It was the last of summer when I came upon an old torn piece of lined yellow paper:
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November 15, 1986
I buried everything today.
Forlorn, bereft I walked away.
A faded photograph or two
Of bride and groom when love was new;
Some symbols of my native pride
Before the hope within me died;
A silver spoon, a little chair
That rocked nine babes with loving care;
A china cup, a tall glass vase;
A baby’s curl, a bit of lace;
Old books that kept my dreams alive
When pain and sorrow would arrive;
My mother’s fan, a dress I wore;
A doll, beloved, when I was four;
'Such silly things,' some people say.
'Just trinkets of a by-gone day.'
I buried part of me today,
And turned the key, and walked away.
It was a poem written by my maternal step grandmother, Mae Deck Hiatt, of Lincoln, Nebraska. Was it worth saving? Well, I thought so. I put it aside to frame and hang on a wall.
It was one of thousands of pieces of paper, cards, news stories, magazines, bank records (golly, do I need to shred them), drawings, paintings, photo albums, photos framed, photos unframed, school records of ancestors I never knew, grocery lists, lists of guests, lists of many things found in box after box after box in our attic. Books, furniture, skis and skates, vinyl records and record players, ancient televisions, parts of boats, works of art, bits of fabric saved for quilt-making, cupboards of clothes saved for who knows what. War trunks. War letters. Scrapbooks by year and envelopes of more awaiting a transfer to scrapbooks that never took place.
The seemingly endless personal belongings of my forebears had ended up one way or another in the attic of the 1907 family house that we now owned on Wellesley Island. And all I wanted to do was to clean it out. Beneath all of the clutter, there was, I knew, a glorious attic with wood framing, stone chimneys, a high peaked ceiling and a couple of semi-finished rooms, an attic just waiting to be revealed and enjoyed. I wanted it back.
I had worked on this project sporadically every summer since we had taken ownership in 2000. One autumn, a childhood friend came to help me. She rolled her eyes coming upon notes and cards exchanged between her own mother and mine. ‘Jane, you cannot keep all this stuff,’ she said, dropping handfuls into a waste bin.
I had started in earnest again in the dying days of last summer. The urgency fell upon me for one reason: the death in Florida the prior spring of my cherished father, who had lived to the age of 99. This family event had precipitated another round of dispersal of family goods, more papers, more emotive items, more treasures that tug upon the heart strings. My brothers and I had sorted; even so, much came straight to the capacious attic of our house. The additional clutter was more than I could bear. I put on what I hoped would be my final push to reclaim the attic.
We all know the glory days of September on the River, 70s and sunny by day, refreshing and chilly by night. Last September, on perhaps the most spectacular of one of those days ever to occur, I had spent the day in the attic on my sorting project. I knew it was a spectacular day because I kept looking out at it through the numerous attic windows. I could catch sight of friends racing by in their boats.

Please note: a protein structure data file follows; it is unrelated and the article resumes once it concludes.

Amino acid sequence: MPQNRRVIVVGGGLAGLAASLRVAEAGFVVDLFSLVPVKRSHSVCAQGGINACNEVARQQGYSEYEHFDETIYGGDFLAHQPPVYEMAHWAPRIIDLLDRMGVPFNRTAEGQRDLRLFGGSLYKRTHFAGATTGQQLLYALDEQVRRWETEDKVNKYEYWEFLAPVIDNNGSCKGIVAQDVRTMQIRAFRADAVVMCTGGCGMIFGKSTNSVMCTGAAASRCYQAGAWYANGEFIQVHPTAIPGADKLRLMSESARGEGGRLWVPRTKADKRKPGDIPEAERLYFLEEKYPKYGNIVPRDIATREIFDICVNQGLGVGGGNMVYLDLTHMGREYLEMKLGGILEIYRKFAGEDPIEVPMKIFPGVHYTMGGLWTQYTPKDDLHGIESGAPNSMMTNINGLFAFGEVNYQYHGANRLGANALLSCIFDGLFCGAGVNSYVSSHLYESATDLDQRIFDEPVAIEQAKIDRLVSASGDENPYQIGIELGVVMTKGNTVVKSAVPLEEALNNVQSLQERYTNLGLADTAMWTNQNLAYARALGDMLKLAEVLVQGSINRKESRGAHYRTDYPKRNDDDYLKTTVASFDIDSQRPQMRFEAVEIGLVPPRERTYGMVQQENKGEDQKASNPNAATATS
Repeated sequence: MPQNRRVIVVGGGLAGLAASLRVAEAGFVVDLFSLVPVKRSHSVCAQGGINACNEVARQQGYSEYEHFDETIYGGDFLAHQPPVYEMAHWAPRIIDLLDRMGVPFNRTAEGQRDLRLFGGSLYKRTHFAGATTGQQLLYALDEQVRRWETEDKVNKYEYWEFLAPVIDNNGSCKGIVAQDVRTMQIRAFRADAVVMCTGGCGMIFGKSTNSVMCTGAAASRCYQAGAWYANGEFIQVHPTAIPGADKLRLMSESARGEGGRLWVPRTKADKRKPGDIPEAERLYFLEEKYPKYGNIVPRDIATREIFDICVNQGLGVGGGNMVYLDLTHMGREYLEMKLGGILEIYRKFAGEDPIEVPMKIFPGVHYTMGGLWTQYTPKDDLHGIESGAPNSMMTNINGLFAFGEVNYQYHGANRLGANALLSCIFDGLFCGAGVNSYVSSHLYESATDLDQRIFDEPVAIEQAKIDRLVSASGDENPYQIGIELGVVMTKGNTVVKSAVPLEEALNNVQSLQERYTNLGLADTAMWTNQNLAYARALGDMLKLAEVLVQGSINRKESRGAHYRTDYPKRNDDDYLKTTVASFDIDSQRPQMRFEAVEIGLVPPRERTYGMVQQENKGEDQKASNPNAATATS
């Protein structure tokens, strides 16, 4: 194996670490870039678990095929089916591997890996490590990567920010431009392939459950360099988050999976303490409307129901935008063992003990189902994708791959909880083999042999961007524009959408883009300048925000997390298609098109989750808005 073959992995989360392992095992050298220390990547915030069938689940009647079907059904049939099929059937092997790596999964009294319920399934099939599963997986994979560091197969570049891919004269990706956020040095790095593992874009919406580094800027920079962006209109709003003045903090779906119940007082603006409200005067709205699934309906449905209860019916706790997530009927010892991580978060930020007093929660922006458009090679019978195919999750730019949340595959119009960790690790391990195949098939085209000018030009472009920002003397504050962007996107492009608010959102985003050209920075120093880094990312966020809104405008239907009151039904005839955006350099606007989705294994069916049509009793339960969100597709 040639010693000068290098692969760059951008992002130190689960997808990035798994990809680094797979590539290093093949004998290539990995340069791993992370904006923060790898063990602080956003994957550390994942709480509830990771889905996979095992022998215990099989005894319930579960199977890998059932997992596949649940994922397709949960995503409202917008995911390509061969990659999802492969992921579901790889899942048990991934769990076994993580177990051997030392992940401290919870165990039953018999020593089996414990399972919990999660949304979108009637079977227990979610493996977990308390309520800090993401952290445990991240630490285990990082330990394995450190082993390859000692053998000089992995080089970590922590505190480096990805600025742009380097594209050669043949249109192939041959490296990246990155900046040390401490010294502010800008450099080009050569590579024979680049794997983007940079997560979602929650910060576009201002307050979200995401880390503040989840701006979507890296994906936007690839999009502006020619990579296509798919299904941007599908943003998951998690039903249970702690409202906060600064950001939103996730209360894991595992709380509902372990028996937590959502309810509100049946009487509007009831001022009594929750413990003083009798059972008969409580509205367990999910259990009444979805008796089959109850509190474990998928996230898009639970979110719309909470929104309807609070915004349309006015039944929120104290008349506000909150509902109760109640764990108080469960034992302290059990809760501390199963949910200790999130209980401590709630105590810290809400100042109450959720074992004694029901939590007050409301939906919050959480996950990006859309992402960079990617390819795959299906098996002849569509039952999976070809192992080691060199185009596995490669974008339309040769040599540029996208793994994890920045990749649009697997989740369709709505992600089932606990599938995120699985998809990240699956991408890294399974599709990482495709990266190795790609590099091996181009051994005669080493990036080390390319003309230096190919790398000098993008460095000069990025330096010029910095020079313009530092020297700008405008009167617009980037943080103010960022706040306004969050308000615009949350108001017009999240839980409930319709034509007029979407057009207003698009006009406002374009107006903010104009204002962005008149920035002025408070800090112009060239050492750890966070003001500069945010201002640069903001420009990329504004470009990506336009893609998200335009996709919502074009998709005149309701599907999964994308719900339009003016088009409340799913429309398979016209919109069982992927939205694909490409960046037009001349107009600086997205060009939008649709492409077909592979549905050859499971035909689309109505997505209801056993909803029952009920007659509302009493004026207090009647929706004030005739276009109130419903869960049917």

At last, I went downstairs, got cleaned up and headed off to an end-of-season party on the Lake of the Isles, on the other side of Wellesley. As always, there was an abundance of food, wine and all the usual friends. The sun was beginning its set-piece descent across the water, sending its golden highway over the River to the docks on shore and up the lawn that rose to the cabin. I saw a perfect seat on the porch next to Thom, a lifelong friend. We and our siblings had all grown up together in Watertown.
It was then that I heard about the box of string too short to save.
Various friends had regaled me over the years with how they had dealt with their own attics and house clearings. One had opened up the attic windows at his home and shoved stuff out over the roof to a dumpster below. Tad Clark had cornered me with a question: do you know how many barge loads it took to get the junk off Comfort (the Victorian house in his family since 1883, until recently sold)? “Twenty-two,” he had said, with triumph. The new owner had hired a barge to move it all from island to shore; among the bags would have been items mentioned in Tad’s 2015 book, “Comfort Island, One Family’s Generational Journey.” The moveable treasures of great uncle Alson Skinner Clark, the American impressionist, (that is, the ones not painted as murals directly on the walls of the house) had already been saved.
But the best stories came from Thom. He had listened as we sat and sipped wine and I blew off steam over missing the great day because of my attic project. I was wrung out from dust and memories. Soon I was chuckling as he recounted how it had fallen to him and his sister to empty their family’s large house in Watertown. They came upon some 2,000 color photographic slides taken by their mother. “It wasn’t that she was such a good photographer,” said Thom. “It was just that she had taken them. We couldn't bear to throw them out.”
Boy did that ring a bell: couldn’t bear to throw out. The two of them had rented a light table and spent three days bent over the horde, sorting it for dispersal among the siblings. Thom remembered standing at the front door directing hired men carrying out loads to piles: dump, donate, save.